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Unformatted text preview: ISYE2028A and B: Probability Lecture 2 Dr. Kobi Abayomi February 10, 2009 1 The basic principles of counting It is fitting that a probability class begins with counting, for a probability of an event may be seen as an enumeration of the ratio: number of possible ways for the event to happen to number of possible ways for anything to happen. The counting principle is: If an event can happen in any of n ways, and when the event has occurred, another event can happen in any of m ways, then the number of ways in which both events can happen is nm . Example : If there are 3 candidates for governor and 5 for mayor, the two offices can be filled in 3 5 = 15 ways Example : How many functions defined on n points are possible if each functional value is either 0 or 1: 2 n Example : How many different 7 place license plates are possible if the first 3 places are letters and the final 4 numbers: 26 3 * 10 4 . 1.1 Factorial n Factorial n , denoted by n !, is defined as: n ! = n ( n 1)( n 2) ··· 1 Thus 5! = 5 · 4 · 3 · 2 · 1 = 120.The factorial notation is very useful: 1 Example : How many different ‘words’ can be made with using each of the letters a,b,c,d,e only once: Pick the first letter  5 ways to do it; pick the second letter  4 ways,...pick the last letter 1 choice left → 5 · 4 · 3 · 2 · 1. Which brings us to... 1.2 Permutations A permutation of n different objects taken i at a time is an arrangement of i out of the n objects, with attention given to the order of arrangement . We denote the number of ar rangements of n objects taken i at a time as: P n r = n ( n 1) ··· ( n i + 1) = n ! ( n i )! Permutations arise naturally in settings where order matters. If you wanted to know the number of possible “words” of length four in the English alphabet you would: P 26 4 = 26! (26 4)! = 26! 22! = 26 · 25 · 24 · 23 = 358800 Wow! A way to think about the permutation equation: If we were to count the total of number of ways to arrange n distinct objects, we would have n !. When we only look at i out of the n objects, we (basically) count the total number  n !  and then divide the overcount  ( n i )! out. The number of permutations of n objects consisting of k groups of which n 1 are alike, n 2 are alike, etc. is n ! n 1 ! n 2 ! ··· n k . For example, the number of permutations of letters in the word statistics: 10! 3!3!1!2!1! = 50400, since there are 3ss, 3ts, 1a, 2is, and 1c. Example : How many different letter arrangements can be formed using the letters in the word PEPPER : 6! 3!2! = 60. 2 Combinations, Binomial Theorem, Multinomials A combination of n different objects taken i at a time is a selection of i out of the n objects, with no attention given to the order of arrangement . Our notation here is: 2 C n i = n ( n 1) ··· ( n i + 1) i !...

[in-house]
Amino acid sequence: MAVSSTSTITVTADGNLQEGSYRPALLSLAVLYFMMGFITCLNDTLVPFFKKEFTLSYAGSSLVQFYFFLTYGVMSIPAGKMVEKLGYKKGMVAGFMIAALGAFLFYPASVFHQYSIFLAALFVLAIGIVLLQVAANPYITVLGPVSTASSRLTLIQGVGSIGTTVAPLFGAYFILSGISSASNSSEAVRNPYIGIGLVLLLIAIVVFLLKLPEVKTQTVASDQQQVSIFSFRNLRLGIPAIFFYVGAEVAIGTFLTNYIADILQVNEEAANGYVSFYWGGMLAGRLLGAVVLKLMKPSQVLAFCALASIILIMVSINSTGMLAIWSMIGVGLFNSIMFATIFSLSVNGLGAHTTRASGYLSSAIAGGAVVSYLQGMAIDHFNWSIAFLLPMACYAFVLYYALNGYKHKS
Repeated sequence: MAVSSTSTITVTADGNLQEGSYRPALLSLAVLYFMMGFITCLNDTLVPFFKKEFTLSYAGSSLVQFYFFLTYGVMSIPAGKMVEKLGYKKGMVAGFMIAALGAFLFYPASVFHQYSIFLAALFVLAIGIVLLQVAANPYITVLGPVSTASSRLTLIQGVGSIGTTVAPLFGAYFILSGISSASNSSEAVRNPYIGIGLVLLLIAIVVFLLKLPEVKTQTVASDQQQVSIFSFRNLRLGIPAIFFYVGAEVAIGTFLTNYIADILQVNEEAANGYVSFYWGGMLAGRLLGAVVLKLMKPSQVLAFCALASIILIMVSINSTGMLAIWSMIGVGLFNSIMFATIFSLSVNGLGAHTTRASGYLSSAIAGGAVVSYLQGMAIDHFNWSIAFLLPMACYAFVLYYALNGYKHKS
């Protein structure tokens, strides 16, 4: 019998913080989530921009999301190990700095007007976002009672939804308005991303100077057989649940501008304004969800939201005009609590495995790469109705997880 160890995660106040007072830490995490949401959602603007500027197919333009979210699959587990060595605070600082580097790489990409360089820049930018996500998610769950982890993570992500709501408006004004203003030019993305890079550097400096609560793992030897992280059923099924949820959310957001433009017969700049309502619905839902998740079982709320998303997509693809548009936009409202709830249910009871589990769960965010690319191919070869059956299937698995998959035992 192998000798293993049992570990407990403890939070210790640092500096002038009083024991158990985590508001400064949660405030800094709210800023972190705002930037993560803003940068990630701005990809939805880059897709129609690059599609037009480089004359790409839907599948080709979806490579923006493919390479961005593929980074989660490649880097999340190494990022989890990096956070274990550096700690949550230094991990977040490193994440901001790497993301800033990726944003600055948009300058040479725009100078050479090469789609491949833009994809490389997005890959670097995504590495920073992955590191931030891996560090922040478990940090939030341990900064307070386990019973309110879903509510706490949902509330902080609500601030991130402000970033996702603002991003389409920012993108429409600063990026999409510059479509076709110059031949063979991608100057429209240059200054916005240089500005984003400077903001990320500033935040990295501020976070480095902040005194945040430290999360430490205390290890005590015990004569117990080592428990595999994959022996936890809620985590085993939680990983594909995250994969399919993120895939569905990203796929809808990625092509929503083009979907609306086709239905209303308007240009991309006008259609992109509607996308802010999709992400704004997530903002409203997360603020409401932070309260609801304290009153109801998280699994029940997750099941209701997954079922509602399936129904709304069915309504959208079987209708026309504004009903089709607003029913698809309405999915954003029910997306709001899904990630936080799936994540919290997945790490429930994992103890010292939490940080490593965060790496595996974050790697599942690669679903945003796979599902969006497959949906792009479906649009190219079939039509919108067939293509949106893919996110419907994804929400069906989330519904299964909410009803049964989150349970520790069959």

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 Spring '07
 SHIM
 Conditional Probability, Probability, Probability theory, Omaha

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